If you have already put together a will and estate planning documents, you’ve already gone a long way in terms of preparation for the future. However, do not let those documents go stale. Rather, make sure to review them at least every five years – or sooner – if you or your family recently went through any major life changes.
When reviewing your estate plan, there are a few major life changes to consider and keep in mind.
If you changed your marital status
Marriage and divorce are two reasons to update your estate plans. If you recently got married, you will want to make sure to update any beneficiary designations. However, if you recently split, by divorce or even separation, you will want to consider updating these very same designations, obtaining waivers, and/or making changes to your will or trusts. Without these updates, your spouse could end up with less – or your ex could wind up with more.
Either way, you want your last wishes to mirror your current marital situation.
If you recently became a grandparent
Many people first create estate plans after the birth of a child. This makes perfect sense, as you want to make sure your child has a legal guardian – should anything happen to you – and to set up means to financially provide for your child, too. Now that your kids are adults though, if you recently became a grandparent, you may want to revisit those estate plans.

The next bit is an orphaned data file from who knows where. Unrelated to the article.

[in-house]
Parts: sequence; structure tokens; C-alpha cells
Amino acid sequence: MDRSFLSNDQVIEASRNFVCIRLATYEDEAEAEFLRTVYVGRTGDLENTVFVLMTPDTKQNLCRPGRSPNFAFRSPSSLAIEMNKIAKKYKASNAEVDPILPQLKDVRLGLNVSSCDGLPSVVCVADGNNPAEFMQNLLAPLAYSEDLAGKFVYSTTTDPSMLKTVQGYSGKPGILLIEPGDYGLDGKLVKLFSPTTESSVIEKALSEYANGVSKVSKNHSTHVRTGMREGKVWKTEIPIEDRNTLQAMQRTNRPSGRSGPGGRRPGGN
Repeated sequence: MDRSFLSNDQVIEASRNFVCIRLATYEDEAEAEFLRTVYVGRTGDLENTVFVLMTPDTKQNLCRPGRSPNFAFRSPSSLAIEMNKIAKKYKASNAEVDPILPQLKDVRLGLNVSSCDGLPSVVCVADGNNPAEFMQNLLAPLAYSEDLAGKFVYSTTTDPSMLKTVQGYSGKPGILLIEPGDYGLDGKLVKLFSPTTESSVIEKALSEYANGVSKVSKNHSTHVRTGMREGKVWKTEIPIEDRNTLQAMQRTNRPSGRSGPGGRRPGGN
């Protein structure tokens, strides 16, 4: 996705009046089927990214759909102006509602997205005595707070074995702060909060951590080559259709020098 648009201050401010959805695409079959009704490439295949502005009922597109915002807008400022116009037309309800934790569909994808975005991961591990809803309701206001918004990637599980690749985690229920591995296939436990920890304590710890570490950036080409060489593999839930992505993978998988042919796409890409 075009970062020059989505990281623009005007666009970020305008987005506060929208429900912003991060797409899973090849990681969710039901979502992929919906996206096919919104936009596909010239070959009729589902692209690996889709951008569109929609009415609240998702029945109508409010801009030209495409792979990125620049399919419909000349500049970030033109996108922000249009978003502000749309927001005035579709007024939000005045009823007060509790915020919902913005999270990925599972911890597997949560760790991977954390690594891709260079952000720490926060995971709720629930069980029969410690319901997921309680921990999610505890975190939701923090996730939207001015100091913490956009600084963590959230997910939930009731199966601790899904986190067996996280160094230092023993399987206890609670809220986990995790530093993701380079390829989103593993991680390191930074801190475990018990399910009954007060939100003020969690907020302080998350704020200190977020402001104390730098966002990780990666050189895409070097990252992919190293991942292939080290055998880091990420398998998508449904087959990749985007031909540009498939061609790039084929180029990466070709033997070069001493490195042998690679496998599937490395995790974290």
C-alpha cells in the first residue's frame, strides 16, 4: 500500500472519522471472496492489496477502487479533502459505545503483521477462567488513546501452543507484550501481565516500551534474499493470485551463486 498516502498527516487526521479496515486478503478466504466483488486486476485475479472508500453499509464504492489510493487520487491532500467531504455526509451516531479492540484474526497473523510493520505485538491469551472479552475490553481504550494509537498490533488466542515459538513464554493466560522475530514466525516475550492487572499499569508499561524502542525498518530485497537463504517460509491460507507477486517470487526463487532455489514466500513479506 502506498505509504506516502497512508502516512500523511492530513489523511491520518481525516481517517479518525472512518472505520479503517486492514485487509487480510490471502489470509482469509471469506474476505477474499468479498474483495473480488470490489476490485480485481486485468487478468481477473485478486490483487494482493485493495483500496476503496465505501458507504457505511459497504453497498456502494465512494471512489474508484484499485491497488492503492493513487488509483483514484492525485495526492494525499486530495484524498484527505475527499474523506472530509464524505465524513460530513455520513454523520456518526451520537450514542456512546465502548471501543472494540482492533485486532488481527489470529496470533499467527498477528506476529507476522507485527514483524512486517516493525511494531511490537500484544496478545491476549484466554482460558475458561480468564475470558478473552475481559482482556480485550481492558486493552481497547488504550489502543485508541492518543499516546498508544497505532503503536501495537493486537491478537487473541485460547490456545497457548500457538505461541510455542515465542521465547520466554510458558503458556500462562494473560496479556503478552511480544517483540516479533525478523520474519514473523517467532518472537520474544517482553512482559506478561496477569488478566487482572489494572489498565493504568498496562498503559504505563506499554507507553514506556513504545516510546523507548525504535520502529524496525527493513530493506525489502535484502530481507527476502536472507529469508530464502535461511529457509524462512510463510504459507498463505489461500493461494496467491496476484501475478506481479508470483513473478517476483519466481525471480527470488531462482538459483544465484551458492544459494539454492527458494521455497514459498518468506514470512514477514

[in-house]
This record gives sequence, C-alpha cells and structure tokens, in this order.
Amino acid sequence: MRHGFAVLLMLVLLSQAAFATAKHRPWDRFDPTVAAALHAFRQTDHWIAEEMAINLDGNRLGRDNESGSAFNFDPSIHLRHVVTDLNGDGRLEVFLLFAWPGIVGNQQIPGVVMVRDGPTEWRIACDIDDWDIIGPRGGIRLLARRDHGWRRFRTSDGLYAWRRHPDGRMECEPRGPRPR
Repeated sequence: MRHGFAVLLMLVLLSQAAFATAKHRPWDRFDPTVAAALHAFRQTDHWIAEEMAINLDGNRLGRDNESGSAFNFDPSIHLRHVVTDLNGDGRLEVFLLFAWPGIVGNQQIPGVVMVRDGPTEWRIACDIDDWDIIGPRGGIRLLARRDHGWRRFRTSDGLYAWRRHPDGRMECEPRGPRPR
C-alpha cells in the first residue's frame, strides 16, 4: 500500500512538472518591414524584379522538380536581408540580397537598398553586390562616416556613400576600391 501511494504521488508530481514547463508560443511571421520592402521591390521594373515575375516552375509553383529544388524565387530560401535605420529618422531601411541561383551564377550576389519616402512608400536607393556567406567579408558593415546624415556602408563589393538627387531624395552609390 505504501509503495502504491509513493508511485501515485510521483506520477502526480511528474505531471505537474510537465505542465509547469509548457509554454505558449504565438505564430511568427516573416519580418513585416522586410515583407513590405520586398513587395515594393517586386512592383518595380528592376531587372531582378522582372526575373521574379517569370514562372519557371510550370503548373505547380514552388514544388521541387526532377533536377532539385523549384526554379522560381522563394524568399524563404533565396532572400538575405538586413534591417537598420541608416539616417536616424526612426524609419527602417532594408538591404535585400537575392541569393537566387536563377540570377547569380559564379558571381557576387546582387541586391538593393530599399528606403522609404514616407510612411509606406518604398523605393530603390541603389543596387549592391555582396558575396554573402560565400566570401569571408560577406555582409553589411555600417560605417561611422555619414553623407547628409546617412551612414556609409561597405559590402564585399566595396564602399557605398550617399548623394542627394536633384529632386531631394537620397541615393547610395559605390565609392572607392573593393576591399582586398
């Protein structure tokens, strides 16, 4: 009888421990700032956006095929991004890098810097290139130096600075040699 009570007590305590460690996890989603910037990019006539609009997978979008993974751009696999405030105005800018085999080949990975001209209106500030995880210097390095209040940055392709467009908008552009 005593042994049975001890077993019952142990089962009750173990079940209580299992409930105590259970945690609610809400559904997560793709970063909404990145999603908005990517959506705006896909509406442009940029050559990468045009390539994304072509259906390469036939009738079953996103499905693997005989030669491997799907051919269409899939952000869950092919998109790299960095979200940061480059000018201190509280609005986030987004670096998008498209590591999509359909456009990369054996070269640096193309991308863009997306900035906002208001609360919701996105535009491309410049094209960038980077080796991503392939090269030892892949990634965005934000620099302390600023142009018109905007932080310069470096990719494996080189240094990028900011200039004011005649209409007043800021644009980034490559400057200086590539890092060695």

Consider whether you want to include your grandkids as beneficiaries. Do you plan to divide any assets between your adult children and their kids? Do you want an even split among all of your grandchildren? What if their parents pass first? These are just some of the questions you will have to ask yourself and answer each time a new grandchild is born.
If your spouse passes away
Losing a spouse is an emotionally draining time and the last thing anyone wants to think about is updating estate plans. This is completely understandable. This said, at some point you will want to make sure to review your plans and change any beneficiaries that were with your spouse, along with your health care directive and power of attorney.
In Maryland, due to the marital exemption, you will not have to pay state or federal estate taxes on any property left to you by your spouse, regardless on the size of the estate. However, these assets may be taxed once you pass, if greater than the estate tax exemption amount, or if left to nieces, nephews or other “non-lineal” relatives. This is something you will want to talk with your attorney about to see what tax saving benefits may be available.